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A comparison of plot and its effect in "Antigone" by Anouilh, and "One Day in the Life of Ivan Denisovich" by Solzhenitsyn.

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Introduction

World Literature 1: A comparison of plot and its effect in "Antigone" by Anouilh, and "One Day in the Life of Ivan Denisovich" by Solzhenitsyn. Candidate Name: Irkab Demha Candidate Number: 000885 005 Naseem International School Total Word Count: 1,495 Plot is the essential arrangement of story elements and events to create significance and extend the meaning of a story. The plot draws the reader into the protagonist's life and helps the reader understand the choices that the characters make. Writers vary plot structure depending on the needs of the story. In Solzhenitsyn's One Day in the Life of Ivan Denisovich and Anouilh'sAntigone, the plots have similar aspects like time scope and dissimilar aspects like pace. Each author deliberately structures his plot to create a desired effect. A similarity between the two texts is that the events of each take place during the span of one day. The play of Antigone starts in the early morning when Antigone returns from her midnight walk. It ends after a series of long events towards the end of the day as Creon states with relief, "It's been a hard day. It must be good to sleep." ...read more.

Middle

In the course of reading the monotonous and descriptive story of One Day, the reader expects more. The reader waits patiently for action, conflict and the climax to arrive, but that doesn't come. This is due to the plot's purpose which displays how Shukhov's day is dictated by others and that he cannot expect something new and exciting to happen. The reader too, soon learns not to be ambitious with exciting expectations in this story. In One Day, a defining moment such as the climax does not exist. There is no indication of climax, but there is tension throughout - whether it be Shukhov's anxiety and nervousness when he tries to smuggle a piece of metal or during the conflict between Tyurin and Der. A point of major conflict does not exist, however, it can be said that the major conflict is the scope of the book. It is a convict's (Shukhov) struggle against his oppressors. In contrast, Anouilh's play opens with conflict in which Antigone argues with her nurse, and then conflict builds up from there until the major conflict between Antigone and Creon. Complication is the main problem to be resolved in the plot. ...read more.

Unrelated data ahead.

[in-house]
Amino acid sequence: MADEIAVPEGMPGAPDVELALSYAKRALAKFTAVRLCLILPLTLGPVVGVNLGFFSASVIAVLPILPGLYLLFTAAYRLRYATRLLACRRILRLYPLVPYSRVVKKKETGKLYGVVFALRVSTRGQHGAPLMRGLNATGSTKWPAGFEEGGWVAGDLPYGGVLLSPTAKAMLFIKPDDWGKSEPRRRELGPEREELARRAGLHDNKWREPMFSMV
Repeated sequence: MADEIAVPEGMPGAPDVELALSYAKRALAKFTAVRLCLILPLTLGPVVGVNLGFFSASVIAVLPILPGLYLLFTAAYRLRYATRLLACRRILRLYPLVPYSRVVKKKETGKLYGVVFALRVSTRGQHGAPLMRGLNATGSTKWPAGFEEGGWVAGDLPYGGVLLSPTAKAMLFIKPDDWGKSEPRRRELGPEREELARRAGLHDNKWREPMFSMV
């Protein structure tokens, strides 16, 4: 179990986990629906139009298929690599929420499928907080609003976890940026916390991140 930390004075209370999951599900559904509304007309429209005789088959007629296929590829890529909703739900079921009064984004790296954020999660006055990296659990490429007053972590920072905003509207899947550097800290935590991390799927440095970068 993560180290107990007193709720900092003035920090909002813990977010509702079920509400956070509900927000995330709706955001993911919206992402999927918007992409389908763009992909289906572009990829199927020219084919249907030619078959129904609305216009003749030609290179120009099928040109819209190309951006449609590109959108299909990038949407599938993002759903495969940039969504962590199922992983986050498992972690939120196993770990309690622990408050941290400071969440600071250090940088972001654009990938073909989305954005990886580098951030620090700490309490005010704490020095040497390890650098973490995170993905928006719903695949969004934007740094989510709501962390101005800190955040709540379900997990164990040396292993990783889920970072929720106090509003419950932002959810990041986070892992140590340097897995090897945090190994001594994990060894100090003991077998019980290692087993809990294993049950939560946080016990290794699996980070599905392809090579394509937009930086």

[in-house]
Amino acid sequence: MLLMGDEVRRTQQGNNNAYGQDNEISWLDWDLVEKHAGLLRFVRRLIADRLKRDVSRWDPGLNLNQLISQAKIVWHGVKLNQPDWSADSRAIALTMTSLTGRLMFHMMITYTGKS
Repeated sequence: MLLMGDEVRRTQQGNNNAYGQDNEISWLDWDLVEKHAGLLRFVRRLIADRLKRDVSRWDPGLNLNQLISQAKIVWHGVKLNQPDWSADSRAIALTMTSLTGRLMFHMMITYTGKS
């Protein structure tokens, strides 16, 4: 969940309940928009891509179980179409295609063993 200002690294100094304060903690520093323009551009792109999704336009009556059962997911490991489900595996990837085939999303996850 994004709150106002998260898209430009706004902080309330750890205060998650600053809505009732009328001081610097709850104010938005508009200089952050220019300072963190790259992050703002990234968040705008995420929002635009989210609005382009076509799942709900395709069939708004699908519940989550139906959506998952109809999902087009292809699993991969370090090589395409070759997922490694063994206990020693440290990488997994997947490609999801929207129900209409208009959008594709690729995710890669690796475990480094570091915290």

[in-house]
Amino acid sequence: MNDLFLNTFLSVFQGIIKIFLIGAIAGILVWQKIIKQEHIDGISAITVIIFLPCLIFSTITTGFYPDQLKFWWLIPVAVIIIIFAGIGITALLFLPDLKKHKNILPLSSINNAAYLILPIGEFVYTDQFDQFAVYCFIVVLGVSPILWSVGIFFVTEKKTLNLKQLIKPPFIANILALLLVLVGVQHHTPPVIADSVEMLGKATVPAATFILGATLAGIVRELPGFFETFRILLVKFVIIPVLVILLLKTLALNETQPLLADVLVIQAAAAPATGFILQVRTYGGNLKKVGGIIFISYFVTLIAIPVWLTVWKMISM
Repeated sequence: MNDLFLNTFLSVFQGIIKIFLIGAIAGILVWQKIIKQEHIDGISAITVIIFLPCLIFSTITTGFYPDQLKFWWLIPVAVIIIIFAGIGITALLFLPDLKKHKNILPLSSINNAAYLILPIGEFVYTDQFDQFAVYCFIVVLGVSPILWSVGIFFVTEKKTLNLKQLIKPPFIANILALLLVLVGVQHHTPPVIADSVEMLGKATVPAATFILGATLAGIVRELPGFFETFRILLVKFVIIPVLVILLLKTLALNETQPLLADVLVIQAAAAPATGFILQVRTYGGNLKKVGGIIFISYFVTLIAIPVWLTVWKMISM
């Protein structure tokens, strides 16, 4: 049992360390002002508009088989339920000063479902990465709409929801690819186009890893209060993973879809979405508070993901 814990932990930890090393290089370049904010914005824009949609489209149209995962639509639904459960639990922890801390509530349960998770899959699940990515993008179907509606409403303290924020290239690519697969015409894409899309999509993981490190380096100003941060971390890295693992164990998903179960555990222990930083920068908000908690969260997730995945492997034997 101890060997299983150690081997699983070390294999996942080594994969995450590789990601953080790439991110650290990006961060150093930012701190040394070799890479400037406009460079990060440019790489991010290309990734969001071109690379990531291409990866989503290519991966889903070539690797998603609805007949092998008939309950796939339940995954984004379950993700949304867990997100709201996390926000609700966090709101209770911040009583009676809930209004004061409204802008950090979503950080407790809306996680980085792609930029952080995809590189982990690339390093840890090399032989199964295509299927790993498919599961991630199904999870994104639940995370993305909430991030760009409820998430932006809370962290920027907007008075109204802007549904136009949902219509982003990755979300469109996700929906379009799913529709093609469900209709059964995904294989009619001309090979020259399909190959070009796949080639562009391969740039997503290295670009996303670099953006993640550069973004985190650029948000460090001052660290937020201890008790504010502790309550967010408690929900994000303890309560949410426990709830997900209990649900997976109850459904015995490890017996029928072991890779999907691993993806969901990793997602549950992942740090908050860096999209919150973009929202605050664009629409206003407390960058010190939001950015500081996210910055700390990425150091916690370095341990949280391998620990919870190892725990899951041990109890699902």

Conclusion

Thebes is but a name set for the city, and has no effect on plot. The absence of setting allows for the Prologue to put things into context and set the stage by introducing the characters and indicating the background of the play. Solzhenitsyn ingeniously constructs the plot to illustrate his purpose. The plot does specifically what it is intended to do. The slow pace combined with the boring, descriptive manner is reflective of the depressing life of zeks in the Soviet Union, as Shukhov says, "Damn this life of ours" (Solzhenitsyn 102). Instead of writing about the whole prison sentence of a convict, Solzhenitsyn writes about one day in critical detail to stand for the kind of life a prisoner would live in. The plot illustrates the gruesome treatment and harsh living conditions of political prisoners in gulags in Soviet Russia. Prisoners would live at the brink of death, and Solzhenitsyn shows us through Shukhov, that only by an adoption of a survival attitude of self-reliance could one last in such a harsh environment. Anouilh constructs a quick-moving, tensioned tragedy that achieves his goal of drawing in the reader, making him realize the inevitability of tragedy, and evoking an emotional response through a sense of immediacy. * Solzhenitsyn, Aleksander. One Day in the Life ofIvan Denisovich. Trans. H. T. Willets. London: Vintage, 2003. ...read more.

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